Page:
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Matinee: 'Composing a Photograph with Laura Partain' Share This on LinkedIn   Share This on Google   Tweet This   Forward This

6 June 2015

Saturday matinees long ago let us escape from the ordinary world to the island of the Swiss Family Robinson or the mutinous decks of the Bounty. Why not, we thought, escape the usual fare here with Saturday matinees of our favorite photography films?

So we're pleased to present the eighty-eighth in our series of Saturday matinees today: Composing a Photograph with Laura Partain.

Today's matinee was designed for the kids but we liked it so much we're going to contend it's for the whole family. And it's short enough for everyone to learn something from.

And after you watch the 1:14-minute clip from the Frist Center for the Visual Arts, you can visit its Frist Web page to learn how to make a sunlight print in the At Home Activity section.

The video begins with the wildly enthusiastic Joseph introducing portrait photographer Laura Partain, who is hiding behind her view camera.

"Whoa! What an amazing camera!" Joseph exclaims when she pops up from behind it.

"Whoa! What an amazing camera!"

She tells him it takes pictures on glass called ambrotypes, a direct positive version of the wet collodion process.

"Do you mind taking a picture of me?" Joseph wonders.

"Not at all," Partain smiles. "But first I have to set up the composition for your portrait."

All that in the first 20 seconds of the clip. But it introduces the theme. It isn't about the camera or the one-of-a-kind ambrotype. It isn't about the exotic technology.

It's about composition, "the arrangement of elements in an image," Joseph explains as Partain and an assistant set up the studio in fast motion.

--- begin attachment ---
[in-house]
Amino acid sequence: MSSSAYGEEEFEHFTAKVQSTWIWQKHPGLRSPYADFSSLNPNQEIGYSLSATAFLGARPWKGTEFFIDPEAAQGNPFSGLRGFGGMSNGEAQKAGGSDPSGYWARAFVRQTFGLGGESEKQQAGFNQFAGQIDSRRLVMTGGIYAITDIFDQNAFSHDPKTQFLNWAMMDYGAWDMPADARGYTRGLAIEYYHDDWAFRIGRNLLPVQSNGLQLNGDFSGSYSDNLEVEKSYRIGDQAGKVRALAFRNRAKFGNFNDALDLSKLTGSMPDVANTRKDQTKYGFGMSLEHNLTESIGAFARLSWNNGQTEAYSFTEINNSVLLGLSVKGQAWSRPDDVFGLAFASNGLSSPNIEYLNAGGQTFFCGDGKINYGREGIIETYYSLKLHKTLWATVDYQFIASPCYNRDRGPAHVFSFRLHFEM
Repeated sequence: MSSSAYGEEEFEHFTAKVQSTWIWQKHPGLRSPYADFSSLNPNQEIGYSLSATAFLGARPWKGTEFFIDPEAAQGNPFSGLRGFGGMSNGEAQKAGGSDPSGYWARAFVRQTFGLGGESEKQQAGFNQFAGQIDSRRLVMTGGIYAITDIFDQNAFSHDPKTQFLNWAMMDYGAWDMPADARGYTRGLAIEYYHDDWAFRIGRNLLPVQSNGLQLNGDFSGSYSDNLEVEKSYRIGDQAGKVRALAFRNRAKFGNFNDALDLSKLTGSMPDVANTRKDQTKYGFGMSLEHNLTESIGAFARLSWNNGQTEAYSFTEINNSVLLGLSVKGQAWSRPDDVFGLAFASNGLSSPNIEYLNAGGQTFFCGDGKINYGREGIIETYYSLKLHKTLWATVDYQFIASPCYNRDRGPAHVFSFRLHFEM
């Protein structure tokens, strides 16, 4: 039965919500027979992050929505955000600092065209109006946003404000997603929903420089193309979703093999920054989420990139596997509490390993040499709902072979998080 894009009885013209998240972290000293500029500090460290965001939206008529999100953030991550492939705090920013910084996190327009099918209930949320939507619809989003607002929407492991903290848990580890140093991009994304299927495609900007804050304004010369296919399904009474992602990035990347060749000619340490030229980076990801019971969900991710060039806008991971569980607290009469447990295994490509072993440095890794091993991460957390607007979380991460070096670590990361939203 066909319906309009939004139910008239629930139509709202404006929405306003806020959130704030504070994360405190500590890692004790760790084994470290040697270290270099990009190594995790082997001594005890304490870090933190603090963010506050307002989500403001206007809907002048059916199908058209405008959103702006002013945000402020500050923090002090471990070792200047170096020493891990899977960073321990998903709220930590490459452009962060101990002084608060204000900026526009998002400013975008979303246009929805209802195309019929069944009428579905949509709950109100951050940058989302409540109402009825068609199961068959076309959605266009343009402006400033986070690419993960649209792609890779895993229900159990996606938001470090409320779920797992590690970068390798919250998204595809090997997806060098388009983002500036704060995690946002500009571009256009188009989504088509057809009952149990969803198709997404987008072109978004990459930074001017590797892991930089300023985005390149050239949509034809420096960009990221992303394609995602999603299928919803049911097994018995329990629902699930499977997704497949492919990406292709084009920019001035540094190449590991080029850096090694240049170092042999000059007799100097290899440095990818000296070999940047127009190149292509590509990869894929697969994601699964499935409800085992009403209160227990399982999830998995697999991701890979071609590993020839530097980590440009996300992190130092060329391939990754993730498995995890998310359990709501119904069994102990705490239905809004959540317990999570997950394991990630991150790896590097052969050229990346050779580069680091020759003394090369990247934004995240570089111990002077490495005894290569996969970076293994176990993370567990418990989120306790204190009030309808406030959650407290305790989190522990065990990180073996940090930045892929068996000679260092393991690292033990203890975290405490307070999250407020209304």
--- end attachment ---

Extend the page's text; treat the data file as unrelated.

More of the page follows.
A few seconds later, Partain presents Joseph with his portrait. "Whoa, that's so much different from other photographs," he observes.

Yes, she says, she uses special chemicals instead of computer chips and software but "like other photographers, I still have to consider my light, composition and subject."

Her view camera isn't the only gear Partain uses. In a February interview with Dale Mackey at the Daily Yonder, she says she started with a digital camera but the images grew less and less interesting to her. So she got a 35mm film camera and took a lot of film-related classes.

"I think for me, I started shooting film because I preferred the aesthetic," she says. "The colors, the tone, there's a feel to it that digital just can't have by default of what a digital camera is. It feels really timeless."

And when she's not peering through her view camera, she even indulges in a pink Holga now and then.

After her explanation, the light bulb goes off and Joseph realizes he doesn't have to make ambrotypes to get great shots, "I can still compose really cool photos using my camera."

Now you know, they say in unison, that "art is all around you."

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